CM . . .
. Volume XII Number 20 . . . .June 9, 2006
All In. (SideStreets).
Toronto, ON: James Lorimer, 2006.
166 pp., pbk. & cl., $6.95 (pbk.), $14.95 (cl.).
ISBN 1-55028-912-8 (pbk.), ISBN 1-55028-913-6 (cl.).
Grades 7-9 / Ages 12-15.
Review by Ruth Sands.
"Aren't you afraid of losing?"
"Nah," I tell her. "Besides, I'm on a winning streak. And like you said, the trick is to quit while you're ahead. What's pathetic is the people who can't quit - even when they're losing."
"Like that lady we saw downstairs. The one who went right to the ATM after she lost all that money."
"Exactly." I take another bite of my duck. I don't want to say anything to Claire, but it tastes just like chicken.
"Don't get me wrong," Claire says. "I like this place." She waves her hand around the room so I know she's talking about the restaurant. "But there's something kind of sketchy about the rest of the casino. Everyone feels so-so." She searches for the right word. "Desperate."
All In, by Monique Polak, is the story of 15-year-old Todd Lerner who is an amateur gambler until his desire to impress a girl gets him into trouble. Claire has designer tastes for clothing and accessories, and, in order to win her affections, Todd uses his Texas Hold'em skills to make some quick money. Gambling, of course, isn't really the answer, and Todd quickly finds himself stealing from his parents and in debt to the high school loan shark. Told in the first person, this well-paced tale is full of valuable life lessons.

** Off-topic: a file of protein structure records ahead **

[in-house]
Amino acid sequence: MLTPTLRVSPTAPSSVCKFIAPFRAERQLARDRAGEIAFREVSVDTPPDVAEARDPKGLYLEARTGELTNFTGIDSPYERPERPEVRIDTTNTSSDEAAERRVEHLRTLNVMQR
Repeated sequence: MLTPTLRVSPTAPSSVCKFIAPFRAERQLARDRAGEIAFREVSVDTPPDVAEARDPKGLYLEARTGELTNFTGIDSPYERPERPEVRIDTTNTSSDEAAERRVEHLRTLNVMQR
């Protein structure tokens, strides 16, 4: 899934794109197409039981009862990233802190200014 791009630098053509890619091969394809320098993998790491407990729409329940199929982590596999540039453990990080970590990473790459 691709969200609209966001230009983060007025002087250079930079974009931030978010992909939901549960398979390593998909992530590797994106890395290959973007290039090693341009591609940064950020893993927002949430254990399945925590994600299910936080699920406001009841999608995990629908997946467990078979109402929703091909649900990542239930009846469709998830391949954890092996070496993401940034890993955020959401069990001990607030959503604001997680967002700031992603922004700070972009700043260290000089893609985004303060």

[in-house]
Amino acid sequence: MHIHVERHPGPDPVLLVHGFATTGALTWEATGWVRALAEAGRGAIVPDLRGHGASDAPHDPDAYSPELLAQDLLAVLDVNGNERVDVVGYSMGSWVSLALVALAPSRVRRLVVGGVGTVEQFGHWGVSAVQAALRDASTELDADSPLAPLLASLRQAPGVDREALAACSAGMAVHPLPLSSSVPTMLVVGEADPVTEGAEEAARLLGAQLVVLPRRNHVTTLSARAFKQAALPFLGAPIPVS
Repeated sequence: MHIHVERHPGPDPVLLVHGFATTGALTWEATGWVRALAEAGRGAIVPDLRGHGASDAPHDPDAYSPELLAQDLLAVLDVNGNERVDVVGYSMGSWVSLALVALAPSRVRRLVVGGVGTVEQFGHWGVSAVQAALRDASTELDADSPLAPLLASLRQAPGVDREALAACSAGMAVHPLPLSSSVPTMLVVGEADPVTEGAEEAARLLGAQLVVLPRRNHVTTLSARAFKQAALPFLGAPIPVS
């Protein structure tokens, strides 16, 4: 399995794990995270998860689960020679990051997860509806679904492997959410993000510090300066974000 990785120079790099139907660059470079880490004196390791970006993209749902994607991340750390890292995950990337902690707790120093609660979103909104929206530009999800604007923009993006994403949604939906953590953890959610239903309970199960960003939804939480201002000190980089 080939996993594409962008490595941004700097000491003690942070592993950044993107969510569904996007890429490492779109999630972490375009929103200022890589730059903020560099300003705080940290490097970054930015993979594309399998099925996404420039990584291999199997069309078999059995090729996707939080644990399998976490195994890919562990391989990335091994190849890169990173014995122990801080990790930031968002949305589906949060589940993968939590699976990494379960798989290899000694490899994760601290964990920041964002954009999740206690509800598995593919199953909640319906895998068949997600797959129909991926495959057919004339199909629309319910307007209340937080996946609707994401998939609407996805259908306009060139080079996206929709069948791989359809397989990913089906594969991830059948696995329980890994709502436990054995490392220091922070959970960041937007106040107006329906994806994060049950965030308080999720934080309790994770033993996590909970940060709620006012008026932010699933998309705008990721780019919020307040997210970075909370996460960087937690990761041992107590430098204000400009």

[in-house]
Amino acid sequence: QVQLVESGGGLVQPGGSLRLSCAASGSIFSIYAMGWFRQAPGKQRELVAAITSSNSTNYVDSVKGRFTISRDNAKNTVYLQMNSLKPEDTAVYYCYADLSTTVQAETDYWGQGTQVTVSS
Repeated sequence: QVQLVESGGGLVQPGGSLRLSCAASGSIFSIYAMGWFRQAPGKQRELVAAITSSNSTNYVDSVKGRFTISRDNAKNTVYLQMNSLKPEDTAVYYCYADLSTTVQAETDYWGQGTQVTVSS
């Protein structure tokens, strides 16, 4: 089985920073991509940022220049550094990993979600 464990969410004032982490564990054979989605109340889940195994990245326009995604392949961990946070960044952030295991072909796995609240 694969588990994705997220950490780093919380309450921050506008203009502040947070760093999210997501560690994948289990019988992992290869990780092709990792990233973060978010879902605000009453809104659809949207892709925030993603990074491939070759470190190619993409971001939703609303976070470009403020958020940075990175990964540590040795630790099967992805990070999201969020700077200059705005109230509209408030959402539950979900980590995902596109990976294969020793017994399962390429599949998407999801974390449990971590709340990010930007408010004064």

The problem with the book is that the main character just isn't believable. The setting and background are a little too cliché; a rich boy, private school, absent parents. The character is too self-aware for a gambler. It has been my experience that you encounter two types of Texas Hold'em players. You have the player who just loves the game; it's not about the money, but about beating the game and the other players. The other type of player is the real gambler, the one with the problem, and Texas Hold'em is just one of many games. All In doesn't succeed at mixing the two.
The other problem is that Todd is too self-aware. He realizes quickly that his gambling is out of control, and he manages to face up to it too quickly. A real gambler spends more time denying his addiction. While the teenage reader may understand the message of gambling is bad, I don't believe Todd will convince them of it. Todd never displays the confidence of a gambler - the total belief that his luck will change if he plays long enough. Apart from the believability of the main character, Polak does manage to portray the troubles the modern teenager faces. With easy access to the internet and a barrage of crime shows on TV, teens today are faced with more temptations than there were even a decade ago. The modern teen is sophisticated, and Polak does a good job of showing this.
Recommended with reservations.
Ruth Sands is a freelance writer from Vancouver, BC. She has spent over ten years working in the Canadian gaming industry.
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